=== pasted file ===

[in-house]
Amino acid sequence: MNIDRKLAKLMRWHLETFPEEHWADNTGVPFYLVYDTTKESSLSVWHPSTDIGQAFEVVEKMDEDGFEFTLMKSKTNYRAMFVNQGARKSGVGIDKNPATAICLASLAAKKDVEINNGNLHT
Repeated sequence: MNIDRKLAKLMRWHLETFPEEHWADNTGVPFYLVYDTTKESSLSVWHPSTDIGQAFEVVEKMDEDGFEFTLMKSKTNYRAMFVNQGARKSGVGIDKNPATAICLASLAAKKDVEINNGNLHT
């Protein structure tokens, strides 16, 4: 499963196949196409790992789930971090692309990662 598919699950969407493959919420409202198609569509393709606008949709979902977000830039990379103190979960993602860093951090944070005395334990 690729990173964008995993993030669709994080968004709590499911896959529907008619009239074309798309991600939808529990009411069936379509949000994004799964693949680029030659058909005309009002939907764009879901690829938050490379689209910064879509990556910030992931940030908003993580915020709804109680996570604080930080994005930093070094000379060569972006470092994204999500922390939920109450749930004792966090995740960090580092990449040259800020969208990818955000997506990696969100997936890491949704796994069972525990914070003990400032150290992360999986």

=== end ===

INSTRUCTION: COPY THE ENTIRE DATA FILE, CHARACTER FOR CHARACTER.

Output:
[in-house]
Amino acid sequence: MNIDRKLAKLMRWHLETFPEEHWADNTGVPFYLVYDTTKESSLSVWHPSTDIGQAFEVVEKMDEDGFEFTLMKSKTNYRAMFVNQGARKSGVGIDKNPATAICLASLAAKKDVEINNGNLHT
Repeated sequence: MNIDRKLAKLMRWHLETFPEEHWADNTGVPFYLVYDTTKESSLSVWHPSTDIGQAFEVVEKMDEDGFEFTLMKSKTNYRAMFVNQGARKSGVGIDKNPATAICLASLAAKKDVEINNGNLHT
């Protein structure tokens, strides 16, 4: 499963196949196409790992789930971090692309990662 598919699950969407493959919420409202198609569509393709606008949709979902977000830039990379103190979960993602860093951090944070005395334990 690729990173964008995993993030669709994080968004709590499911896959529907008619009239074309798309991600939808529990009411069936379509949000994004799964693949680029030659058909005309009002939907764009879901690829938050490379689209910064879509990556910030992931940030908003993580915020709804109680996570604080930080994005930093070094000379060569972006470092994204999500922390939920109450749930004792966090995740960090580092990449040259800020969208990818955000997506990696969100997936890491949704796994069972525990914070003990400032150290992360999986």